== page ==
In general, the findings indicate that brexpiprazole offers schizophrenia patients significantly better functional outcomes than placebo. The report raises two interesting clinical questions.

The first is, How good is statistically significant greater benefit? The results are quite consistent for both the PSP and the GAF. For the short-term studies that used the PSP, the mean total score at baseline was 44, which reflects marked difficulties in 3 of the 4 areas of functioning: socially useful activities, personal and social relationships, self-care, and aggressive behavior. After acute treatment of 6 weeks, or whenever treatment was stopped, the mean score in the brexpiprazole group was 56, which reflects marked difficulty in 1 area. Good functioning in all 4 areas (score range of 81–90) is defined as “presence of only common problems or difficulties.” Results for the GAF are comparable. The mean GAF total when patients had completed a stabilization phase that defined their readiness for maintenance treatment was 63.6. That score reflects “moderate symptoms or moderate impairment in social and occupational or school functioning.” After 52 weeks, the patients who were still receiving brexpiprazole had maintained their gains. Benefit compared to placebo still leaves patients with substantial impairment. Further, the GAF that was used to index long-term functioning includes symptoms as well as functioning.

The report also raises the question, Is the effect specific to brexpiprazole? The brexpiprazole maintenance data are remarkably consistent with the findings described above with fluphenazine.1 There is initial improvement from the point of acute symptoms and then maintenance of the effect rather than the hoped-for goal of continued improvement in functioning when maintenance antipsychotic medication continues for a year without a relapse or re-hospitalization.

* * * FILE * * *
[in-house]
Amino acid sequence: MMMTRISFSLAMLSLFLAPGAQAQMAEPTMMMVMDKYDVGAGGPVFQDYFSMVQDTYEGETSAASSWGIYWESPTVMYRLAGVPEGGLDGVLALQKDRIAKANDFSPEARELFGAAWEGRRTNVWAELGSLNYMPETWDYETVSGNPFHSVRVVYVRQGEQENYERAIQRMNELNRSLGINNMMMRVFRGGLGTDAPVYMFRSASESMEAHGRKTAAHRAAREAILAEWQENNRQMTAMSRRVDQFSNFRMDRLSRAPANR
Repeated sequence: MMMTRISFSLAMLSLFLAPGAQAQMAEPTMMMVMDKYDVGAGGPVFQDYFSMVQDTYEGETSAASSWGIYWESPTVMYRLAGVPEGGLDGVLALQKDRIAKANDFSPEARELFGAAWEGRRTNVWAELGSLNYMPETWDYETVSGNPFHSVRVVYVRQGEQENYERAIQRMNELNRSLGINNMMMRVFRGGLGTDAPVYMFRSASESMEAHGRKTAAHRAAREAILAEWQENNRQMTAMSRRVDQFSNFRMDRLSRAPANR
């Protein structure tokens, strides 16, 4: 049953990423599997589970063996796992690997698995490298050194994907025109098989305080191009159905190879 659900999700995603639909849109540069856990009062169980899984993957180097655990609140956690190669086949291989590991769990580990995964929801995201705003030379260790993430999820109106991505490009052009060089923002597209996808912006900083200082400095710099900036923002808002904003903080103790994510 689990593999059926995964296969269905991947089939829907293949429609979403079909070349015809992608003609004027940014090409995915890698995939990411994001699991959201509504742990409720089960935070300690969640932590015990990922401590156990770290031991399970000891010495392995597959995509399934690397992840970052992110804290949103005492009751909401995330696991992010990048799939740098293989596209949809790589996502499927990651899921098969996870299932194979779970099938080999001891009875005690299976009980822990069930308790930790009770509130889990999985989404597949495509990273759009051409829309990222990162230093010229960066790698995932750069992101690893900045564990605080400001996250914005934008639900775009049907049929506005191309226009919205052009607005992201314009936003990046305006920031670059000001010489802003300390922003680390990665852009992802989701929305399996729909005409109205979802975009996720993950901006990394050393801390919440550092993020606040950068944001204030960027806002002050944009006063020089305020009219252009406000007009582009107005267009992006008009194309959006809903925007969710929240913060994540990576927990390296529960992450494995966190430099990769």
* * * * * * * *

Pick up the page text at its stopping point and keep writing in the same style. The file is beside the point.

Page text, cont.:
What about the effects on functioning of another SGA antipsychotic? Fluphenazine, a first-generation antipsychotic, is not widely prescribed today, and, as noted above, there are 11 other available SGAs. Fleischhacker and colleagues7 examined the effects on self-report of functioning outcomes for long-acting injectable risperidone over the course of a year. Their findings are remarkably congruent with the findings for fluphenazine and brexpiprazole: initial improvement followed by plateau and at levels that are substantially below those of normative samples assessed with the same measure.

Correll and colleagues4 remind us that functional outcomes are important and valuable to assess. Families and patients have told us that for as long as we have been willing to listen to them. Shortly after clozapine had become available in our community, I was presenting the results of the landmark study3 that was the basis for the FDA approval to an audience that included family members. I noted that about 30% of patients who received clozapine in the trial had improved and that the side effect burden and need for weekly blood draws suggested that if patients did not receive benefit from clozapine after an adequate trial, they should not continue to receive it. After my talk, a mother in the audience came up to let me know that although her son’s doctor felt that he had not improved and should not continue to receive clozapine, he was indeed much better. They could now go out for dinner together.

Despite the enormous value of antipsychotic medications in the treatment of schizophrenia and improvement in functional outcomes, those outcomes continue to lag behind the improvements in symptoms and reductions in relapse.

Published online: March 1, 2022.
Potential conflicts of interest: Prof Schooler has been a consultant and/or advisor to or has received honoraria from Alkermes, Lundbeck, Otsuka, Otsuka Canada, and Teva.
Funding/support: None.

Volume: 83

Quick Links: